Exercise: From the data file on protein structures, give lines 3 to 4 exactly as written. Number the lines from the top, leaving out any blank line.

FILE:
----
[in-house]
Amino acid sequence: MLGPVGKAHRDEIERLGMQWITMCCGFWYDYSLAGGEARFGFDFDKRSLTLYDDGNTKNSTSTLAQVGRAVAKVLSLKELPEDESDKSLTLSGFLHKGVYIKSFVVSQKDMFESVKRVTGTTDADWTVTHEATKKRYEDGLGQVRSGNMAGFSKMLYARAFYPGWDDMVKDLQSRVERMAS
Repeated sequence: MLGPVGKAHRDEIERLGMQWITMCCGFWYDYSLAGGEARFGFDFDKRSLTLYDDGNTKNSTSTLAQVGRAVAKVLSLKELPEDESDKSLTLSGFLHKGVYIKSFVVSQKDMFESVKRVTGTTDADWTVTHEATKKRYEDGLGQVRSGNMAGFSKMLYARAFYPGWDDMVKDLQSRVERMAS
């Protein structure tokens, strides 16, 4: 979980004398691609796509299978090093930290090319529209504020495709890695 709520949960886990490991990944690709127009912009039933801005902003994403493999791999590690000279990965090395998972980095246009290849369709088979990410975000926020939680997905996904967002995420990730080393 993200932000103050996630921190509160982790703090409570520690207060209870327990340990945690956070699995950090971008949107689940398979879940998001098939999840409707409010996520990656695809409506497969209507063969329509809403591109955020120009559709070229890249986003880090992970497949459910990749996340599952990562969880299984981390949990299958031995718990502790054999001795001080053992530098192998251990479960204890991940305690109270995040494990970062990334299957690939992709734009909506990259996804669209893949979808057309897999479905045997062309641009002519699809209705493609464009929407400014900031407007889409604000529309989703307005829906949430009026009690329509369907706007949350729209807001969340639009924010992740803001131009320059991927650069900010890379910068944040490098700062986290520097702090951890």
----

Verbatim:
Repeated sequence: MLGPVGKAHRDEIERLGMQWITMCCGFWYDYSLAGGEARFGFDFDKRSLTLYDDGNTKNSTSTLAQVGRAVAKVLSLKELPEDESDKSLTLSGFLHKGVYIKSFVVSQKDMFESVKRVTGTTDADWTVTHEATKKRYEDGLGQVRSGNMAGFSKMLYARAFYPGWDDMVKDLQSRVERMAS
């Protein structure tokens, strides 16, 4: 979980004398691609796509299978090093930290090319529209504020495709890695 709520949960886990490991990944690709127009912009039933801005902003994403493999791999590690000279990965090395998972980095246009290849369709088979990410975000926020939680997905996904967002995420990730080393 993200932000103050996630921190509160982790703090409570520690207060209870327990340990945690956070699995950090971008949107689940398979879940998001098939999840409707409010996520990656695809409506497969209507063969329509809403591109955020120009559709070229890249986003880090992970497949459910990749996340599952990562969880299984981390949990299958031995718990502790054999001795001080053992530098192998251990479960204890991940305690109270995040494990970062990334299957690939992709734009909506990259996804669209893949979808057309897999479905045997062309641009002519699809209705493609464009929407400014900031407007889409604000529309989703307005829906949430009026009690329509369907706007949350729209807001969340639009924010992740803001131009320059991927650069900010890379910068944040490098700062986290520097702090951890």